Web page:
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Behind the decision to remove a statue of Robert E. Lee

Removing Lee's statue
Behind the decision to remove a statue of Robert E. Lee 04:35

Last May, a crane removed a 16½ foot-tall bronze statue of Gen. Robert E. Lee from its perch 60 feet above New Orleans. The statue was one of four Confederate monuments the city's mayor, Mitch Landrieu, had removed last year.

"In a city that I represent that's 67 percent African American, to have a young African-American girl pass by that statue and look at it every day, I ask myself, 'Am I really preparing her for a really good future? Is she feeling like she's getting lifted up by the government, or is she being put down?'" Landrieu tells Anderson Cooper this week on 60 Minutes. "I mean, I think the answer's pretty clear."

Anderson Cooper talks with New Orleans Mayor Mitch Landrieu about the Confederate statues he removed, including that of Robert E. Lee, right. The statues are now stored in an undisclosed location.

On the broadcast this week, Cooper reports on the debate throughout the South to remove Confederate monuments, including the two that were at the center of the violence that broke out in Charlottesville last August.

Landrieu told Cooper that his decision to remove the Lee monument began with a conversation with an old friend, renowned jazz musician and New Orleans native Wynton Marsalis. Among other subjects, the two had been talking about plans for New Orleans ahead of the city's 300th anniversary, which will occur this year.

Wynton Marsalis

"It was absolutely Wynton who said to me, 'I really want you to think about taking that thing down,'" Landrieu says in the video above.

In an interview with 60 Minutes Overtime's Ann Silvio, Marsalis says the statue -- which stood prominently in a traffic circle called "Lee Circle" -- was a " definitive marker" in New Orleans. The statue featured Lee, arms crossed, in his Civil War regalia, and it faced north "as an affront to the Union," Landrieu says.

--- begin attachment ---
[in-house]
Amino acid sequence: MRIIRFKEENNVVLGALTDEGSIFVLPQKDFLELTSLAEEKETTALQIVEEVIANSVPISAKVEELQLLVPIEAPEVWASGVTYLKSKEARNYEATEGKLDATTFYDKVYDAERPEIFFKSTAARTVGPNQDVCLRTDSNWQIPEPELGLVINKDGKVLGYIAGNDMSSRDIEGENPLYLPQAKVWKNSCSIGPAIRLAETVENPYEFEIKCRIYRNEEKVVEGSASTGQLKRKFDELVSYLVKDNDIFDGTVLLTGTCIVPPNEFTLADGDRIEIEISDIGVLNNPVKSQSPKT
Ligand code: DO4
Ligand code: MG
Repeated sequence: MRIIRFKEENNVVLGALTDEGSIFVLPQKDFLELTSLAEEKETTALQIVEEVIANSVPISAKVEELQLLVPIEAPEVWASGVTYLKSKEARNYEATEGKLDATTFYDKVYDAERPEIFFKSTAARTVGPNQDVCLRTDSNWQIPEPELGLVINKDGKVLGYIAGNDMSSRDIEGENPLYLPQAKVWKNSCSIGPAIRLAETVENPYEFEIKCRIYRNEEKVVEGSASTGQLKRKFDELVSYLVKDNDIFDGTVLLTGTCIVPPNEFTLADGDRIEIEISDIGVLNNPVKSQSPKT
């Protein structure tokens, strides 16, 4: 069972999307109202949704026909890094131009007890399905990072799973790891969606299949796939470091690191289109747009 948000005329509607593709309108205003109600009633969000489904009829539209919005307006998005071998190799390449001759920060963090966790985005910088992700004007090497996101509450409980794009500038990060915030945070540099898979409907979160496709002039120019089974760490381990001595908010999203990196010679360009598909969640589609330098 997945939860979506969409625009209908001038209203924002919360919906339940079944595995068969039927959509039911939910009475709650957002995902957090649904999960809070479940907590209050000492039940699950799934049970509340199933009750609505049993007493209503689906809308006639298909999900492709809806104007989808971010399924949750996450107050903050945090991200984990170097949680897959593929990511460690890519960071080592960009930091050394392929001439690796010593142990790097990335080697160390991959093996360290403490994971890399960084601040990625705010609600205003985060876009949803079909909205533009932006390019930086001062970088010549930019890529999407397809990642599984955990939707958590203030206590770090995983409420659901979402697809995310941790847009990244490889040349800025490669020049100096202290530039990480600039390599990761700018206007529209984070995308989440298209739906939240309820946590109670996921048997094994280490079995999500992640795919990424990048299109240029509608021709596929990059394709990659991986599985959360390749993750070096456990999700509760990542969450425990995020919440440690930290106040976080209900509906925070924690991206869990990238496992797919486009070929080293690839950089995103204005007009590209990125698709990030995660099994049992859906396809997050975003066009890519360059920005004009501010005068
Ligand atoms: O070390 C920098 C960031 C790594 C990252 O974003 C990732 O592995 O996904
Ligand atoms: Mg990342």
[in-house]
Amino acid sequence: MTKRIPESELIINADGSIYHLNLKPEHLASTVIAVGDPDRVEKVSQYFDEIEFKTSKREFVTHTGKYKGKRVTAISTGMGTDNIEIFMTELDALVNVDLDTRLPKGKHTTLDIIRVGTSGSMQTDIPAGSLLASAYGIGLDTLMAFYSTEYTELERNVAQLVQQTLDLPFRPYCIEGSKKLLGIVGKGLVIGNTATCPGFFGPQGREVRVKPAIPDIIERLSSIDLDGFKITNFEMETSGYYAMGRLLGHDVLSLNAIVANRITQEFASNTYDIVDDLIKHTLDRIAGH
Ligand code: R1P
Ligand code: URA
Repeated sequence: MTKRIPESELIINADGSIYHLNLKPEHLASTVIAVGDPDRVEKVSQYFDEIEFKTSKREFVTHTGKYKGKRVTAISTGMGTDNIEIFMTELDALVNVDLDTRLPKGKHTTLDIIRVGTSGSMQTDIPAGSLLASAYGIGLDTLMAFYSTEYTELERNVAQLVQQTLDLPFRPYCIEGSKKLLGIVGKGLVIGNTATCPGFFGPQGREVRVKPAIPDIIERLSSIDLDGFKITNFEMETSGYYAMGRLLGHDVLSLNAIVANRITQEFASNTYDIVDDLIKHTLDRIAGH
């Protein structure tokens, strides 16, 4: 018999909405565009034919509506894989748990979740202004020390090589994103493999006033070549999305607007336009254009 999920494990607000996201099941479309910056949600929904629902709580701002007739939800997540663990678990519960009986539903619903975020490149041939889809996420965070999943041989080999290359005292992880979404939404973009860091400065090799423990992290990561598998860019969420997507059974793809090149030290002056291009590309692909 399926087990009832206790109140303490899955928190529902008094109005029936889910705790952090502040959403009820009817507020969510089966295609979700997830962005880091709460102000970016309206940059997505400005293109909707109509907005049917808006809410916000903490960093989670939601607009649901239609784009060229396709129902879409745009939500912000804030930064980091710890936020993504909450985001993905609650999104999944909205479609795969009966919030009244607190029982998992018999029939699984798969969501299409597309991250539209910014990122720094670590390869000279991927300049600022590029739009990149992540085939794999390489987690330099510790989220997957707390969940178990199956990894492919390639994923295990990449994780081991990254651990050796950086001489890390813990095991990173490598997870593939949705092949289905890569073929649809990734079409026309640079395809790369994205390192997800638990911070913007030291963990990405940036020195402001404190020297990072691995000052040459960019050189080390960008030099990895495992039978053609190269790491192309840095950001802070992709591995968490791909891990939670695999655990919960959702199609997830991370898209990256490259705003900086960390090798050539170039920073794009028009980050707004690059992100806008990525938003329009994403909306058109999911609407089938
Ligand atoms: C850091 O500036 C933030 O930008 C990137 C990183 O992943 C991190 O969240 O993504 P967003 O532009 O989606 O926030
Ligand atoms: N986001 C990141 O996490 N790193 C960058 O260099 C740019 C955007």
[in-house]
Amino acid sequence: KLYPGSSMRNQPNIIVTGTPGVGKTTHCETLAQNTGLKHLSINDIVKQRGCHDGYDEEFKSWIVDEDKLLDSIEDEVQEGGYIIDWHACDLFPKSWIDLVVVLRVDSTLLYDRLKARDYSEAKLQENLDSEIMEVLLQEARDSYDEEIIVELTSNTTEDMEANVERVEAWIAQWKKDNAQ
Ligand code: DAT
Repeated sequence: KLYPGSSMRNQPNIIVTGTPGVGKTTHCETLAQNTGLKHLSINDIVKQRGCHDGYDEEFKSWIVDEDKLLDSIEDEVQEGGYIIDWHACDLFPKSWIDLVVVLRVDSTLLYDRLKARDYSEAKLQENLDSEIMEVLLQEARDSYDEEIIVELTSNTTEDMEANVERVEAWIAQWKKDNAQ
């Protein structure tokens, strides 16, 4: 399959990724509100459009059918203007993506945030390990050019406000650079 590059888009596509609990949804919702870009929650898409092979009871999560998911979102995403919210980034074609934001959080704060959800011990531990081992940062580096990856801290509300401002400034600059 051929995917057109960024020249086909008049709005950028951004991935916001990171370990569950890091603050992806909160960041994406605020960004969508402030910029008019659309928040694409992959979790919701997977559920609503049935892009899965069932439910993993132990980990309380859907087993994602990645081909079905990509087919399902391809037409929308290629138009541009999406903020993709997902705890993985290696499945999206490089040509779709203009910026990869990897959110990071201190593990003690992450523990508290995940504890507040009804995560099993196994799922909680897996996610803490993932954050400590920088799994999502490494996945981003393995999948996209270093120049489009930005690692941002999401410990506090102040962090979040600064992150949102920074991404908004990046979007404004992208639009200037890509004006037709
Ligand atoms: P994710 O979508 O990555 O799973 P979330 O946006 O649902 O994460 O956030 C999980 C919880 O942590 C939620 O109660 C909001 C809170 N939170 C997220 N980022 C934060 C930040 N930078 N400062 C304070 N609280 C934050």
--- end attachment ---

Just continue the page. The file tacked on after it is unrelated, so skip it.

The monument was also an insult to Marsalis' uncle, who grew up on a plantation. Marsalis lived with him for a year when he was 6 years old.

Wynton Marsalis with his great-uncle. Wynton Marsalis

"The only reason I noticed the statue was my great-uncle, who was born in 1883, always talked about that statue," Marsalis says. "He'd point it out every time. He hated that statue."

"It made my great-uncle feel bad," Marsalis says. "So because it made him feel bad, I was aware of it."

Marsalis' great-uncle was born in 1883 and grew up on a plantation. He hated the Robert E. Lee statue in New Orleans. Wynton Marsalis

Today, Lee's statue sits in a hastily built plywood shed, along with the other three Confederate statues that were removed from New Orleans. Landrieu asked that 60 Minutes not reveal the location.

On the broadcast, the mayor tells Cooper the monuments were a "lie."

"In the sense that Robert E. Lee was used as an example to send a message to the rest of the country, and to all the people that lived here, that the Confederacy was a noble cause," Landrieu says. "And that's just not true."

The statue of Robert E. Lee was removed from Lee Circle in New Orleans in May 2017.

Beyond the Confederacy's racially charged defense of slavery, Marsalis emphasizes that Lee led the Confederate forces against the United States -- and they lost.

"Where in the world are you going to find a losing general with a statue in a major city of the country that won?" Marsalis asks. "No. Go look around. You tell me, when you find that statue, take a picture of it and show me."

After Landrieu removed the monuments in New Orleans, other cities saw the removal of their own Confederate monuments, including Baltimore, Austin, and Durham, North Carolina. Landrieu wrote a book on his decision to remove the monuments titled In the Shadow of Statues, which we be released later this month.

The video above was produced by Ann Silvio, Will Croxton, and Lisa Orlando. It was edited by Will Croxton and Lisa Orlando.

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